Indiana Senate Bill 220 passed the senate 34-16 and will now advance to the state House. This bill would offer the possibility of judges to impose harsher sentences to convicted criminals whose actions targeted victims based on race, religion, color, sex, gender identity, disability, national origin, ancestry or sexual orientation.
Indiana is one of five states that have no legislation on sentencing hate crimes. The others are Georgia, Arkansas, South Carolina, and Wyoming.
The Southern Poverty Law Center’s website shows around a dozen hate groups actively operating within Indiana.
“When a crime is committed against persons who share these characteristics, it sends a chilling message to all members of the community who share that race, religion, nationality, ancestry or other characteristics enumerated in this bill. I truly believe that the people of Indiana are open, accepting and will not tolerate criminal acts against their fellow Hoosiers based upon prejudice and hate,” the bill’s author Sue Glick said.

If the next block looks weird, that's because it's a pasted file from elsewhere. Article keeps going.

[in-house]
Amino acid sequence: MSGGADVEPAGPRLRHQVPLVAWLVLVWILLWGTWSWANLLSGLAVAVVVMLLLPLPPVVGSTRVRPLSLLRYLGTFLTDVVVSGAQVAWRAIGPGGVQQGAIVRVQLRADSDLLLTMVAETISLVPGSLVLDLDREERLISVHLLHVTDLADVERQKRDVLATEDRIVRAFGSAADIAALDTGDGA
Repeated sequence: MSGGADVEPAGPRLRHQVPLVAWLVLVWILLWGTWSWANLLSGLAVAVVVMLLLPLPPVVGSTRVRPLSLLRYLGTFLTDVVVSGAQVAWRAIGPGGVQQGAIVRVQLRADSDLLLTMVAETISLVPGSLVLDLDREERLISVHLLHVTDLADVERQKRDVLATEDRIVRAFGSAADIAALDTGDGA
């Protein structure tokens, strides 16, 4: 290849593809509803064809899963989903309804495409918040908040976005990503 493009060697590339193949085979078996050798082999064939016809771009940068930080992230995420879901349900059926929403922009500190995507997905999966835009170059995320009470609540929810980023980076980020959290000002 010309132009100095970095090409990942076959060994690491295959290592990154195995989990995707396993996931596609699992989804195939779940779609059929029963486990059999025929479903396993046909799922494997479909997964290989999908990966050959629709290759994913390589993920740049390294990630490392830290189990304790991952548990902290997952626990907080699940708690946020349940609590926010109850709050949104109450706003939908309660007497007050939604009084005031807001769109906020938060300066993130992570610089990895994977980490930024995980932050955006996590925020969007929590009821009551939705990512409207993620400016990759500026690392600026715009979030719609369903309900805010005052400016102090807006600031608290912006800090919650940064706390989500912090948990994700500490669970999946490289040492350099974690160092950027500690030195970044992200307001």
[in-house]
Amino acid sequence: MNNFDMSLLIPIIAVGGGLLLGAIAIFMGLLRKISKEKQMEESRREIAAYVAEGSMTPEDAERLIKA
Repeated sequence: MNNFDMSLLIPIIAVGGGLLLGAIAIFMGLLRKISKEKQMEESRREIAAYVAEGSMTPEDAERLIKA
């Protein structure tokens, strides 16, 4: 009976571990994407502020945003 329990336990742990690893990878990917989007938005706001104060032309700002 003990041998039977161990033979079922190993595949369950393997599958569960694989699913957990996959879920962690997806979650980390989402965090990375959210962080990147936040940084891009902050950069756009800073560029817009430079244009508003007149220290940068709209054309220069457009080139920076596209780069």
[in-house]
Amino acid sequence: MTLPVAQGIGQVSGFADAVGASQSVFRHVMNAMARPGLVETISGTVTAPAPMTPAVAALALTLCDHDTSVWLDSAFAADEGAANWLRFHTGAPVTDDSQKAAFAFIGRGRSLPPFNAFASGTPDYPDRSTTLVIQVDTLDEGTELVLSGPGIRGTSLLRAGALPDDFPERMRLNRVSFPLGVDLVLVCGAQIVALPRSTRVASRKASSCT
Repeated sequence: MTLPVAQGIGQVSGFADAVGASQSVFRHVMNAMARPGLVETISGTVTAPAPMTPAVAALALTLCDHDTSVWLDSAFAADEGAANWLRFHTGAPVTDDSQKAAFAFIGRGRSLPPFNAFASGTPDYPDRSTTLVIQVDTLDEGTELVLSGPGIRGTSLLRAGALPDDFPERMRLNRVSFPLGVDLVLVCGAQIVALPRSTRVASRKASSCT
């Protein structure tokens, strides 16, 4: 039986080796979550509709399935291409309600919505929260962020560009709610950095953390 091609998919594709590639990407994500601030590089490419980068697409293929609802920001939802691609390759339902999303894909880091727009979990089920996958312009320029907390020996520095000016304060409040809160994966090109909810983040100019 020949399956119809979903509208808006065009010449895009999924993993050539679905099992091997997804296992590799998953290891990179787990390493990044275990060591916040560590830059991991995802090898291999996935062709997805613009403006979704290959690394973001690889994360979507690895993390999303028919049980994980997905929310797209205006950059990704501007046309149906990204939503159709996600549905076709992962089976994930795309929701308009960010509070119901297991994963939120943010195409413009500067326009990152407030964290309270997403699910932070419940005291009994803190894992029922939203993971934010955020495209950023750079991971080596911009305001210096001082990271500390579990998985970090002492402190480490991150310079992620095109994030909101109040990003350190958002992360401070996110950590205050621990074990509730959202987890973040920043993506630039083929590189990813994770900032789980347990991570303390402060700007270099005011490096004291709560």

Indiana lawmakers have been under scrutiny since they killed another recent hate crime bill that would have added civil protections to lesbian, gay, and bisexual people with no specific protection for the transgender community.